Review: How the One-Armed Sister Sweeps Her House

TLDR: A novel that is unflinchingly rife with the worst parts of Bajan society, this book nevertheless clings to hope at its end. The story mainly follows Lala, a woman whose newborn baby dies in a struggle between her and her husband. Lala’s suffering from this, before and after, at the hands of her abusive husband, is a story of intergenerational trauma, a continuing violence against women she cannot escape from, because of the story of her mother and her grandmother. As a child, Lala is raised by her grandmother Wilma, who tells her the story of the one-armed woman, a fable with no clear information but the moral it provides – a moral each girl listening to the tale responds to differently. Telling stories, escaping the story society has already made for you and creating your own is what this novel focuses on.

Book: How the One-Armed Sister Sweeps Her House by Cherie Jones

Synopsis: In Baxter’s Beach, Barbados, Lala’s grandmother Wilma tells the story of the one-armed sister, a cautionary tale about what happens to girls who disobey their mothers.

For Wilma, it’s the story of a wilful adventurer, who ignores the warnings of those around her, and suffers as a result. When Lala grows up, she sees it offers hope – of life after losing a baby in the most terrible of circumstances and marrying the wrong man. And Mira Whalen? It’s about keeping alive, trying to make sense of the fact that her husband has been murdered, and she didn’t get the chance to tell him that she loved him after all.

Publisher: Headline Publishing
Pages: 320

Review

(Reading time: 3 mins)

TW: Domestic violence, sexual assault

This book is set in Baxter’s Beach, Barbados, a place filled equally wealthy tourists enjoying a slice of paradise and locals trying to make money through this tourism. It is clear from the very beginning that this is a story that goes beyond beautiful beaches and island escapes. This is seen in a number of characters: Mira, who, even after having grown up in this place, mistakenly begins to sink into the idea of its luxuries, before her husband is murdered. Or Tone, who makes money sleeping with the women who come to Barbados for a holiday, and encounters bad luck and bad decisions constantly. Or, perhaps most clearly, through Wilma.

Wilma, Lala’s grandmother, starts the story by giving us the tale of the One-Armed Sister. Wilma is a very interesting character in this book, a kind of fixed presence in Baxter’s Beach, absolutely cognizant of all the awful underbelly that exists and either powerless – or unwilling – to do anything about it. Wilma is a character you both feel sorry for and feel angry at. Although she herself is stuck, she does not help to free either her daughter or her granddaughter, instead accepting the fate for them, to be victims of men’s violence. Does she lack agency because of where she is, or because she refuses to act? Does it matter?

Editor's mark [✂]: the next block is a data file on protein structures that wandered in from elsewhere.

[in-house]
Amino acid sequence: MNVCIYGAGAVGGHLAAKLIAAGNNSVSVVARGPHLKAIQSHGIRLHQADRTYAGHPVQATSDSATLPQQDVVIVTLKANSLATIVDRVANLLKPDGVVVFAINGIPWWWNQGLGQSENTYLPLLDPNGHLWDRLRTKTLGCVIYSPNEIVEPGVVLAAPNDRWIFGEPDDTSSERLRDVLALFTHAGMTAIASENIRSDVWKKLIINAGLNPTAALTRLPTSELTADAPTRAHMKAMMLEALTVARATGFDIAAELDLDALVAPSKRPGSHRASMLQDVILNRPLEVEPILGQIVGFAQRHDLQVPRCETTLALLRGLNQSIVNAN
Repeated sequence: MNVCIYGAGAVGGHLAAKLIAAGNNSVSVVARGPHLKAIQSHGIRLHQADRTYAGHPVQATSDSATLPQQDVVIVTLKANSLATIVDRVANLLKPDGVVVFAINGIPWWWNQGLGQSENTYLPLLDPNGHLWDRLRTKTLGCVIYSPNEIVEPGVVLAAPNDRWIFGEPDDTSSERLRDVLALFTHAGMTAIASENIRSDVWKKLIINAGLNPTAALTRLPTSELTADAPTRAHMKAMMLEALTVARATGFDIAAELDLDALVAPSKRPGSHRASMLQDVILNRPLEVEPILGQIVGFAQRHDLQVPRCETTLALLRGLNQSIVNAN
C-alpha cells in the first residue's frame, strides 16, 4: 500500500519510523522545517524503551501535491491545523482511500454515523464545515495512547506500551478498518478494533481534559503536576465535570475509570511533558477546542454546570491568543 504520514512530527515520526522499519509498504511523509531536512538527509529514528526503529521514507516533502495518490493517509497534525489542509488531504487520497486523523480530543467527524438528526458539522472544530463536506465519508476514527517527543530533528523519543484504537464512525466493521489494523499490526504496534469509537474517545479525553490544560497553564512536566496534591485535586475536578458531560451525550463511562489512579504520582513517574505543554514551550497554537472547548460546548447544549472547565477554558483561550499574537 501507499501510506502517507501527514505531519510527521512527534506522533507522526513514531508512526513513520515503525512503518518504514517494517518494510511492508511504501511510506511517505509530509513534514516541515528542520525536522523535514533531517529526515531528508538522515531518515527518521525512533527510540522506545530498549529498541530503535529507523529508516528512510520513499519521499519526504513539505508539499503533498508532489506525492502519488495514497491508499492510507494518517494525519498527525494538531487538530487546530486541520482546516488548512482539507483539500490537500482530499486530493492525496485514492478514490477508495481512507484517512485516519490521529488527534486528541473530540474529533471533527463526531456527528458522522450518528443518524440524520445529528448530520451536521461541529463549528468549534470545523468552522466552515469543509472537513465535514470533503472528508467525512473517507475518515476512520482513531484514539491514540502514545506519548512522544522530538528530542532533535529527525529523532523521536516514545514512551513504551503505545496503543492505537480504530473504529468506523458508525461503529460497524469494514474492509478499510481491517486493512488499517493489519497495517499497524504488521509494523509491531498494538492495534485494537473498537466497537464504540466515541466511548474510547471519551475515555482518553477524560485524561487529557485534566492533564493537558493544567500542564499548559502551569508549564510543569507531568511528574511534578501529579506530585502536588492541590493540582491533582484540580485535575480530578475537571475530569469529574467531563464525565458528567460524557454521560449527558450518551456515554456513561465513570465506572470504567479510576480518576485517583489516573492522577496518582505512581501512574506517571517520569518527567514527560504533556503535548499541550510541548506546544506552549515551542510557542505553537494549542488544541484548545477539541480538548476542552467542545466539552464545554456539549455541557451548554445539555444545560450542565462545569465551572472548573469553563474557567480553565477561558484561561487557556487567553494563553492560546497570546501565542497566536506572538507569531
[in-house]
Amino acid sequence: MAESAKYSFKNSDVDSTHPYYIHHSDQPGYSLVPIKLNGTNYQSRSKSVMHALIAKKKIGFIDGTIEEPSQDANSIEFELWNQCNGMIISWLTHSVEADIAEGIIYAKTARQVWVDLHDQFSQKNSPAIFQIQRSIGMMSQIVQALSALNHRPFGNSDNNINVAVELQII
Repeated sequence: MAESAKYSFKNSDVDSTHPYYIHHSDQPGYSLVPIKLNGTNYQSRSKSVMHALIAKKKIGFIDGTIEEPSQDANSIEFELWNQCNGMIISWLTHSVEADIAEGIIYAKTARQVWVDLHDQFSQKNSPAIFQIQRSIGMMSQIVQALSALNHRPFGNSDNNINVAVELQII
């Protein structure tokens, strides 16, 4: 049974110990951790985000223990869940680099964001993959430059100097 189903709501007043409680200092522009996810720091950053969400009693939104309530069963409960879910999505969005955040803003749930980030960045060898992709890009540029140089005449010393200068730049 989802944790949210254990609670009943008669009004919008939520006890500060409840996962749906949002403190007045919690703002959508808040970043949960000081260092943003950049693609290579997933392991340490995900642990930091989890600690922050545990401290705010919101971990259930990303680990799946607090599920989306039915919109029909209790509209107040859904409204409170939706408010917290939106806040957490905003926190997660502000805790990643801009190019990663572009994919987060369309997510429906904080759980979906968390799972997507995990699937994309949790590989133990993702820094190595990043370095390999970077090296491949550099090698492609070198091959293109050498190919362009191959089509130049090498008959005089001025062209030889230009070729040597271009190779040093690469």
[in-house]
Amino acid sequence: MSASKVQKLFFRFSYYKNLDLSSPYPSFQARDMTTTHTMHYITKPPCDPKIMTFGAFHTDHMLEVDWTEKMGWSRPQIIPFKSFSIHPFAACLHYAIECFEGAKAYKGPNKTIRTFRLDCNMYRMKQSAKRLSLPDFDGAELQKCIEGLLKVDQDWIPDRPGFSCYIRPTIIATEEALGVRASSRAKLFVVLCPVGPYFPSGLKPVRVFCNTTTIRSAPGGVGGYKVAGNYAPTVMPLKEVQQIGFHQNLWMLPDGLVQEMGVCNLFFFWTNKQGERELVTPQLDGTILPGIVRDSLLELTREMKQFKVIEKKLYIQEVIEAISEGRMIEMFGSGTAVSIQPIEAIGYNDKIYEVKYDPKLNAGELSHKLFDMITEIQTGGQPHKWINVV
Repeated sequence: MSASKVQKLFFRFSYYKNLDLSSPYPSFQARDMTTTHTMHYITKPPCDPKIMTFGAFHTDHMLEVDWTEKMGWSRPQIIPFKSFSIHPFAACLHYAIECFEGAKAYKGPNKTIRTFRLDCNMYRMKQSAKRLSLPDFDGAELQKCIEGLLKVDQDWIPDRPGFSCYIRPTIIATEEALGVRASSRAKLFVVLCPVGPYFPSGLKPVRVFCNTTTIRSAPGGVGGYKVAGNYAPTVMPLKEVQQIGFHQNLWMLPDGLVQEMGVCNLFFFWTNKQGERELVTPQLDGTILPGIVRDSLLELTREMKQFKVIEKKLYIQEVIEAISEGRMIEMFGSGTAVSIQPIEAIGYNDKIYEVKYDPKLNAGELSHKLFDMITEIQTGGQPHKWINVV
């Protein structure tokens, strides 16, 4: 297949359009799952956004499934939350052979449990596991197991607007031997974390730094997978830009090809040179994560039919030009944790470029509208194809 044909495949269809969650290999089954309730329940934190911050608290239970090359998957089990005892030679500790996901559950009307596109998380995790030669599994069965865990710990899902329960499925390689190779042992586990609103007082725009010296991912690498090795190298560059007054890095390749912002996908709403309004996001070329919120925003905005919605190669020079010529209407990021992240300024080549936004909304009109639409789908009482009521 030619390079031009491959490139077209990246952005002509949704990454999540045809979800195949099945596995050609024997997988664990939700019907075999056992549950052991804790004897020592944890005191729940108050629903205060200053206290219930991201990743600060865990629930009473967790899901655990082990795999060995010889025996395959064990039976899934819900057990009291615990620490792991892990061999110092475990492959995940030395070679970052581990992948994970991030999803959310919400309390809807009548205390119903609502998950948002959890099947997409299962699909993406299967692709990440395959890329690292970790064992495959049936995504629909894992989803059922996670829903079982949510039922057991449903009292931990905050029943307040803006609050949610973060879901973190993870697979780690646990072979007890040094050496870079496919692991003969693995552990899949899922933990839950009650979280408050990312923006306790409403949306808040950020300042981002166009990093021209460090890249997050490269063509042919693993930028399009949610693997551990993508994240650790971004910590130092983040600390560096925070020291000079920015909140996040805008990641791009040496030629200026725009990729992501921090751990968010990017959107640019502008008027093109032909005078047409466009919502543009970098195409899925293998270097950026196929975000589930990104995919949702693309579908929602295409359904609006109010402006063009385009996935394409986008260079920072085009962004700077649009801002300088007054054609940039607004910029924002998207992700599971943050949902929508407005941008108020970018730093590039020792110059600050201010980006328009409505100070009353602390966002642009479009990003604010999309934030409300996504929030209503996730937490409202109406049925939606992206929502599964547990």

Lala, who the story focuses on primarily, begins the story having and then losing a baby. Most of the story is spent as she tries to live with – and live beyond – her extremely abusive husband, Adan. Men’s violence is a key theme of this book as it explores how women try to live around it, how women carve spaces for themselves in society. We are shown several different women: Wilma; Lala; Lala’s mother Esme, who before the novel even begins is dead, killed by her husband; a woman named the Queen of Sheba, who is a prostitute being harassed by a policeman who thinks himself as a good guy; Mira Whalen, who watches her husband murdered.

Each woman tries to carve power for themselves in different ways. The Queen of Sheba, for example, tells the policeman anything she can so he will leave her alone, and no matter the fallout of that decision, its her choice. As there are different women in this story, there are different men, however we see mostly the similarities between them: “Lala is still on the floor coughing when Sergeant Beckles steps into the doorway.” This policeman is so caught up in the idea of his own prowess that Lala, beaten on the floor, is barely a blip for him. Compared to Adan, we might be tempted to think he is ‘one of the good ones.’ But they are all the same.

This book is by no means an easy read, but I would recommend it anyway. I think this is the first book I’ve ever read set in Barbados, and about people from Barbados, which is both an oversight of mine and a good reason to read it. Secondly, the style of writing is intense, but amazing. The claustrophobia of this cast, the endlessness of these cycles of trauma, the immoveable wall of male violence and the desperation of those – men and women, this book stresses from the very beginning when it is Mira Whalen’s husband who is murdered – who suffer from it.

“The beach stinks of stewing moss, sargassum seaweed and the putrefying guts of beached fishes, rotting in the warming air.” You can smell that beach, feel it, are repulsed by it. This is a far cry from the white-sand, golden-sun of tourists. It is a book that is full of sadness, it is unflinching.

Should you read it? It’s definitely a difficult read, there’s no breath of escape, and I would recommend minding the TW’s, but it is also absolutely worth the read.

Is this the author’s debut novel? Yes!

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